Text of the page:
The original 1960 version contained 17 items, but four other questions not added to the total score were used to provide additional clinical information. Each item on the questionnaire is scored on a 3 or 5 point scale, depending on the item, the total score is compared to the corresponding descriptor. Assessment time is about 20 minutes; the patient is rated by a clinician on 17 to 29 items scored either on a 3-point or 5-point Likert-type scale. For the 17-item version, a score of 0–7 is considered to be normal while a score of 20 or higher is required for entry into a clinical trial. Questions 18–20 may be recorded to give further information about the depression, but are not part of the scale. A structured interview guide for the questionnaire is available. Although Hamilton's original scale had 17 items, other versions included up to 29 items. Other scales include the Montgomery-Åsberg Depression Rating Scale, the Beck Depression Inventory, the Zung Self-Rating Depression Scale, the Wechsler Depression Rating Scale, the Raskin Depression Rating Scale, the Inventory of Depressive Symptomatology, the Quick Inventory of Depressive Symptomatology, other questionnaires.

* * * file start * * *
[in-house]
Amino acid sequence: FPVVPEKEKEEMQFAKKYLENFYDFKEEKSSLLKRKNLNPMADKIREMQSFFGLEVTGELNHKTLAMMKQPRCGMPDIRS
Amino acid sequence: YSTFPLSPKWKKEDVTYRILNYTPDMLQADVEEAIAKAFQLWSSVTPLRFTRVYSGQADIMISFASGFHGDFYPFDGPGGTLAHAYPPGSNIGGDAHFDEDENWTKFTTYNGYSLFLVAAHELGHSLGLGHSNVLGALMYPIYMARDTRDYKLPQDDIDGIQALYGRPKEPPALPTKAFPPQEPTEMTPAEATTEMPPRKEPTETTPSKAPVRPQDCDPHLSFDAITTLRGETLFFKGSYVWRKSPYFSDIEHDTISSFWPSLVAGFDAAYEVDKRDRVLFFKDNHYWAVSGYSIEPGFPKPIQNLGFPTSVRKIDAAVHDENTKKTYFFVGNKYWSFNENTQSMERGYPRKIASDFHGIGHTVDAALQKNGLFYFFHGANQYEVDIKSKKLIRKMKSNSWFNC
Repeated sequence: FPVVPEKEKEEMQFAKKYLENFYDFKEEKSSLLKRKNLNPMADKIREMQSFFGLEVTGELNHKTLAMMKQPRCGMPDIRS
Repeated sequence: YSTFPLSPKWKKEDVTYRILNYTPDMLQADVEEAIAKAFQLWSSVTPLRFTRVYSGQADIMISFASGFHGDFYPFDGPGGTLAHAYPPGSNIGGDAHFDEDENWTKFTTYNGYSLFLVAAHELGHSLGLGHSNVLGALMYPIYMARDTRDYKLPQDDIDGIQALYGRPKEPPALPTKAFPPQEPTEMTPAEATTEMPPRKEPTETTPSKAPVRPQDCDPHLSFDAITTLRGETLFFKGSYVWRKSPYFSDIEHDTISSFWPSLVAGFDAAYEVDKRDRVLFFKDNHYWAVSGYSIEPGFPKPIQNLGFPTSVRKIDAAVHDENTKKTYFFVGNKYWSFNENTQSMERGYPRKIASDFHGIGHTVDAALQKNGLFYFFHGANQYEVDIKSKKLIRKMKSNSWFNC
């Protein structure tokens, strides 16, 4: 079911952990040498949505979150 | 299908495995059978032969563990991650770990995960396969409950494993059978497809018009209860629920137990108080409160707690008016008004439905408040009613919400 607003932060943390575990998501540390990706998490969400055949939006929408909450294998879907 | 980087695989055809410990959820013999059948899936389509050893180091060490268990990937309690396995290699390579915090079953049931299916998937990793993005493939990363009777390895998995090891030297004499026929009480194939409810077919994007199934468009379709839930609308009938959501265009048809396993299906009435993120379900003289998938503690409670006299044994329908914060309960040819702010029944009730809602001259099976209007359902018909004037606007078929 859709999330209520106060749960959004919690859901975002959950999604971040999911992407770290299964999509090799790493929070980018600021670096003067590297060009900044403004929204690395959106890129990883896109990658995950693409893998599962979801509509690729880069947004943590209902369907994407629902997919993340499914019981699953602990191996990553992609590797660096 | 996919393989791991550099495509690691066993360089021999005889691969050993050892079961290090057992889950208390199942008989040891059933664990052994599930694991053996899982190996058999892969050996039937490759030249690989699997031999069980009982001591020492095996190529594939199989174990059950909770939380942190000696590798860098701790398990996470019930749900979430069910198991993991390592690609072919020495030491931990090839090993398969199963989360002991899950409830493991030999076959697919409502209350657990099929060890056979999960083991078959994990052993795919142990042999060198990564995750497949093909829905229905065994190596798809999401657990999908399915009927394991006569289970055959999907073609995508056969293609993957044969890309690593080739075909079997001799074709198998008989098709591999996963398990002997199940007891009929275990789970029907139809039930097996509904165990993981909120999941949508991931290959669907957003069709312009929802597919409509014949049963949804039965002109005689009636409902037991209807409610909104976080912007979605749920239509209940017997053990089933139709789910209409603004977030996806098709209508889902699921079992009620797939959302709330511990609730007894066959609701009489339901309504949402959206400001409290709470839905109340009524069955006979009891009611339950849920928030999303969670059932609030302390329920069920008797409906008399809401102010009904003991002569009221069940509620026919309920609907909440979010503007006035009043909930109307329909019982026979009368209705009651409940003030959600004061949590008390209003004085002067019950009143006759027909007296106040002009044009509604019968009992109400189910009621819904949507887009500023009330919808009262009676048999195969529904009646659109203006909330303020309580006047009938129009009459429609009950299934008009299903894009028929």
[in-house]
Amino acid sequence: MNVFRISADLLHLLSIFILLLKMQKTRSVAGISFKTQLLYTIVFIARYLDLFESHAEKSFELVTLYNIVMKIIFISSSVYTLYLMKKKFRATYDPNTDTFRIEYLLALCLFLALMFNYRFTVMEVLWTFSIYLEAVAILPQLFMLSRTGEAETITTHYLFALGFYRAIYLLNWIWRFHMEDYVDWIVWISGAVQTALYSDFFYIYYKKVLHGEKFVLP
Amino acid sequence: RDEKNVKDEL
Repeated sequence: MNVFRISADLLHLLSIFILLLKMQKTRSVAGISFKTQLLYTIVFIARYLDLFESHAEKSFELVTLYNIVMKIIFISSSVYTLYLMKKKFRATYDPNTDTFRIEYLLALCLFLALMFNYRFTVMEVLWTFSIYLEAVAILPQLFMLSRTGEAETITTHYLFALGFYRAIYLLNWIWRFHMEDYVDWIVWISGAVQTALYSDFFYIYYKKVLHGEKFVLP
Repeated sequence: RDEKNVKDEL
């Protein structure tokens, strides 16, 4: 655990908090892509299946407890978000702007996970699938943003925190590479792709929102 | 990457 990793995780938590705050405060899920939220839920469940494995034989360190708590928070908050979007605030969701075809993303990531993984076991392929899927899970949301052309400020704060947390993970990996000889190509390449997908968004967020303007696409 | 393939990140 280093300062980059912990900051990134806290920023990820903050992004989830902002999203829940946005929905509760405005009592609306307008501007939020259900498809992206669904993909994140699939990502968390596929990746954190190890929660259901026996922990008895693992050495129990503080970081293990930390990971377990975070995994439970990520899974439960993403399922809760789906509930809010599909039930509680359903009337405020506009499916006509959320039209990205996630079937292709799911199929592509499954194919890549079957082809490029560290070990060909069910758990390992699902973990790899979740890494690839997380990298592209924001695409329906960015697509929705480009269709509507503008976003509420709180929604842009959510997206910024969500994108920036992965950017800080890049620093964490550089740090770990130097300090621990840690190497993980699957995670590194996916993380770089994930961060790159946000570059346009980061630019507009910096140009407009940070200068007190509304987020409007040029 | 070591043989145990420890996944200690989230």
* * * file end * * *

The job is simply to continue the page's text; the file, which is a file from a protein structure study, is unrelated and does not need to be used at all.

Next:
Diagnostic classification and rating scales used in psychiatry Diagnostic and Statistical Manual of Mental Disorders List of psychology topics Receiver operating characteristic HRSD online calculator "The Hamilton Rating Scale for Depression". Archived from the original on 2007-11-20. Retrieved 2007-11-25. Clinically Useful Psychiatric Scales: HAM-D. Accessed March 6, 2009. Hamilton Depression Rating Scale - Original scientific paper published in 1960 in Psychiatry out of Print website. Accessed June 27, 2008. Commentary on the HRSD by Max Hamilton, July 10, 1981, in "This Week's Citation Classic", Current Contents 33: 325, in website of Eugene Garfield, Ph. D.. Accessed June 27, 2008. Side-by-side comparison of the MADRS and the HDRS-24 in "Description of the Hamilton Depression Rating Scale and the Montgomery-Asberg Depression Rating Scale by the U. S. Food and Drug Administration, 2007. Accessed June 27, 2008